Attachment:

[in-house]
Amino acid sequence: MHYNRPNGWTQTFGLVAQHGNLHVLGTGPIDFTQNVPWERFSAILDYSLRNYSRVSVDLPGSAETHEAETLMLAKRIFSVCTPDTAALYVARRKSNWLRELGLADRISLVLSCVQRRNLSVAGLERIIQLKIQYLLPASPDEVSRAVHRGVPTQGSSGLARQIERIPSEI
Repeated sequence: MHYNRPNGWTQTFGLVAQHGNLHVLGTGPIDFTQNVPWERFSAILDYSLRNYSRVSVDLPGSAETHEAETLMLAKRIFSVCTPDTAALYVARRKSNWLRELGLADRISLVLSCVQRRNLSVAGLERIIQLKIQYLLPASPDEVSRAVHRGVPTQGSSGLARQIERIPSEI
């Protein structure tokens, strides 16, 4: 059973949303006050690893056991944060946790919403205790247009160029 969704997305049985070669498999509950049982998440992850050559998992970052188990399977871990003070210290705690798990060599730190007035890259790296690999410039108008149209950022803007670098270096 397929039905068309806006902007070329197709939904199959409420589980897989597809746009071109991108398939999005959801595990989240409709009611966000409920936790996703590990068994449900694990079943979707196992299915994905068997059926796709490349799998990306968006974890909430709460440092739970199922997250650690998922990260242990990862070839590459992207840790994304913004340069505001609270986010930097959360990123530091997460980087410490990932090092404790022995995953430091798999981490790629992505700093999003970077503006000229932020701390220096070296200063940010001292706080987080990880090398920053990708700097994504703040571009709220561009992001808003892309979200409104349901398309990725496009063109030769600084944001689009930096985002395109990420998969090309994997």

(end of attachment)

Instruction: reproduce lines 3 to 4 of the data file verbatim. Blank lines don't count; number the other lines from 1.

Repeated sequence: MHYNRPNGWTQTFGLVAQHGNLHVLGTGPIDFTQNVPWERFSAILDYSLRNYSRVSVDLPGSAETHEAETLMLAKRIFSVCTPDTAALYVARRKSNWLRELGLADRISLVLSCVQRRNLSVAGLERIIQLKIQYLLPASPDEVSRAVHRGVPTQGSSGLARQIERIPSEI
């Protein structure tokens, strides 16, 4: 059973949303006050690893056991944060946790919403205790247009160029 969704997305049985070669498999509950049982998440992850050559998992970052188990399977871990003070210290705690798990060599730190007035890259790296690999410039108008149209950022803007670098270096 397929039905068309806006902007070329197709939904199959409420589980897989597809746009071109991108398939999005959801595990989240409709009611966000409920936790996703590990068994449900694990079943979707196992299915994905068997059926796709490349799998990306968006974890909430709460440092739970199922997250650690998922990260242990990862070839590459992207840790994304913004340069505001609270986010930097959360990123530091997460980087410490990932090092404790022995995953430091798999981490790629992505700093999003970077503006000229932020701390220096070296200063940010001292706080987080990880090398920053990708700097994504703040571009709220561009992001808003892309979200409104349901398309990725496009063109030769600084944001689009930096985002395109990420998969090309994997």